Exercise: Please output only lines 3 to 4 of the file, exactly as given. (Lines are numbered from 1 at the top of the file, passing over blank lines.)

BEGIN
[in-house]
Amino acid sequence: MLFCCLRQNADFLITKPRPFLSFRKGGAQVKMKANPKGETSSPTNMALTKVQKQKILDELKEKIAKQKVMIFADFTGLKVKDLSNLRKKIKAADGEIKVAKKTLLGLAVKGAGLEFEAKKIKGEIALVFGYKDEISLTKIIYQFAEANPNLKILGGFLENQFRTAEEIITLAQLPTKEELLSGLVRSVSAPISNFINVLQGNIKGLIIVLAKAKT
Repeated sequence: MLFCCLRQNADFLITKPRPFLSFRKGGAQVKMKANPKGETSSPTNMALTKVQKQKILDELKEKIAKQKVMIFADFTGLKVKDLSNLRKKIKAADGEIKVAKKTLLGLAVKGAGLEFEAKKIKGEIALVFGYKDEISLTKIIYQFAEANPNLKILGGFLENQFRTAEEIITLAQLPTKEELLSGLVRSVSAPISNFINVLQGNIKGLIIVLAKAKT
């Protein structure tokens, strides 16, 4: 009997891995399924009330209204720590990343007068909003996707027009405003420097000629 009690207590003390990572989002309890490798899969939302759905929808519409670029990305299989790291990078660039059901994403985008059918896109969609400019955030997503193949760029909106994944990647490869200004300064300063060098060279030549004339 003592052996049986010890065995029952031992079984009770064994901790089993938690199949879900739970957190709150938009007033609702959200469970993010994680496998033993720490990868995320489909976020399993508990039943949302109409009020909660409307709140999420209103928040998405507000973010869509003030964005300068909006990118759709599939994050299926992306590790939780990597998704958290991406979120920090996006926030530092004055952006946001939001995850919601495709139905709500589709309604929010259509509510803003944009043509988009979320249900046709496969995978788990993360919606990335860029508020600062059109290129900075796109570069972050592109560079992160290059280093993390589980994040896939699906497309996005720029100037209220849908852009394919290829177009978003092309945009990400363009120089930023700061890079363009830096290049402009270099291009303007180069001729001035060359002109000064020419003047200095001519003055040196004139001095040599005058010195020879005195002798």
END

Repeated sequence: MLFCCLRQNADFLITKPRPFLSFRKGGAQVKMKANPKGETSSPTNMALTKVQKQKILDELKEKIAKQKVMIFADFTGLKVKDLSNLRKKIKAADGEIKVAKKTLLGLAVKGAGLEFEAKKIKGEIALVFGYKDEISLTKIIYQFAEANPNLKILGGFLENQFRTAEEIITLAQLPTKEELLSGLVRSVSAPISNFINVLQGNIKGLIIVLAKAKT
């Protein structure tokens, strides 16, 4: 009997891995399924009330209204720590990343007068909003996707027009405003420097000629 009690207590003390990572989002309890490798899969939302759905929808519409670029990305299989790291990078660039059901994403985008059918896109969609400019955030997503193949760029909106994944990647490869200004300064300063060098060279030549004339 003592052996049986010890065995029952031992079984009770064994901790089993938690199949879900739970957190709150938009007033609702959200469970993010994680496998033993720490990868995320489909976020399993508990039943949302109409009020909660409307709140999420209103928040998405507000973010869509003030964005300068909006990118759709599939994050299926992306590790939780990597998704958290991406979120920090996006926030530092004055952006946001939001995850919601495709139905709500589709309604929010259509509510803003944009043509988009979320249900046709496969995978788990993360919606990335860029508020600062059109290129900075796109570069972050592109560079992160290059280093993390589980994040896939699906497309996005720029100037209220849908852009394919290829177009978003092309945009990400363009120089930023700061890079363009830096290049402009270099291009303007180069001729001035060359002109000064020419003047200095001519003055040196004139001095040599005058010195020879005195002798």